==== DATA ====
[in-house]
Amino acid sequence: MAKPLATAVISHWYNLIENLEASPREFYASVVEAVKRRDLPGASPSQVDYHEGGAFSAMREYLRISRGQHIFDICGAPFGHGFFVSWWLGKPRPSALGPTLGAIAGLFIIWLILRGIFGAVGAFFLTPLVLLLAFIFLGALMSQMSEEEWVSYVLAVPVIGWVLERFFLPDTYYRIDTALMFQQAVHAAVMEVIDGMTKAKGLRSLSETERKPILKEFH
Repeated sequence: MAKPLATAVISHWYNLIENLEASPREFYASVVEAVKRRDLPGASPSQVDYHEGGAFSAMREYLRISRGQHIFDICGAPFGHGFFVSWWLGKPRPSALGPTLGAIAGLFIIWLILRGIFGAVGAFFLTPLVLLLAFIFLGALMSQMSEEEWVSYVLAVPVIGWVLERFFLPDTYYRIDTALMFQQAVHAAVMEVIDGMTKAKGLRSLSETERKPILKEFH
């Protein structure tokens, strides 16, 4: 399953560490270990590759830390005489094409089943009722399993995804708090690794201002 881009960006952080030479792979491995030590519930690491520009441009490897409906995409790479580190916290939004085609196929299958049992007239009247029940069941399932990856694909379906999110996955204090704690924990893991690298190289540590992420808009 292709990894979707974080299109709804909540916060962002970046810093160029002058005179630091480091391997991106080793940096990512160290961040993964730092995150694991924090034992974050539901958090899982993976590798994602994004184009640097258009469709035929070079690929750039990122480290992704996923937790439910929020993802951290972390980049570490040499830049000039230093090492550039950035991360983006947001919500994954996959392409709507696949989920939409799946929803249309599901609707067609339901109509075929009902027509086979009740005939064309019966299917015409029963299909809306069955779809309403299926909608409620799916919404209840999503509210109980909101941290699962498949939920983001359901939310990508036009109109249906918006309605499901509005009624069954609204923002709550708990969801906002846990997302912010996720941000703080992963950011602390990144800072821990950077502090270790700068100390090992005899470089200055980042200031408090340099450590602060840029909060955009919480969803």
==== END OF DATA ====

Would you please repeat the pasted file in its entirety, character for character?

[in-house]
Amino acid sequence: MAKPLATAVISHWYNLIENLEASPREFYASVVEAVKRRDLPGASPSQVDYHEGGAFSAMREYLRISRGQHIFDICGAPFGHGFFVSWWLGKPRPSALGPTLGAIAGLFIIWLILRGIFGAVGAFFLTPLVLLLAFIFLGALMSQMSEEEWVSYVLAVPVIGWVLERFFLPDTYYRIDTALMFQQAVHAAVMEVIDGMTKAKGLRSLSETERKPILKEFH
Repeated sequence: MAKPLATAVISHWYNLIENLEASPREFYASVVEAVKRRDLPGASPSQVDYHEGGAFSAMREYLRISRGQHIFDICGAPFGHGFFVSWWLGKPRPSALGPTLGAIAGLFIIWLILRGIFGAVGAFFLTPLVLLLAFIFLGALMSQMSEEEWVSYVLAVPVIGWVLERFFLPDTYYRIDTALMFQQAVHAAVMEVIDGMTKAKGLRSLSETERKPILKEFH
């Protein structure tokens, strides 16, 4: 399953560490270990590759830390005489094409089943009722399993995804708090690794201002 881009960006952080030479792979491995030590519930690491520009441009490897409906995409790479580190916290939004085609196929299958049992007239009247029940069941399932990856694909379906999110996955204090704690924990893991690298190289540590992420808009 292709990894979707974080299109709804909540916060962002970046810093160029002058005179630091480091391997991106080793940096990512160290961040993964730092995150694991924090034992974050539901958090899982993976590798994602994004184009640097258009469709035929070079690929750039990122480290992704996923937790439910929020993802951290972390980049570490040499830049000039230093090492550039950035991360983006947001919500994954996959392409709507696949989920939409799946929803249309599901609707067609339901109509075929009902027509086979009740005939064309019966299917015409029963299909809306069955779809309403299926909608409620799916919404209840999503509210109980909101941290699962498949939920983001359901939310990508036009109109249906918006309605499901509005009624069954609204923002709550708990969801906002846990997302912010996720941000703080992963950011602390990144800072821990950077502090270790700068100390090992005899470089200055980042200031408090340099450590602060840029909060955009919480969803």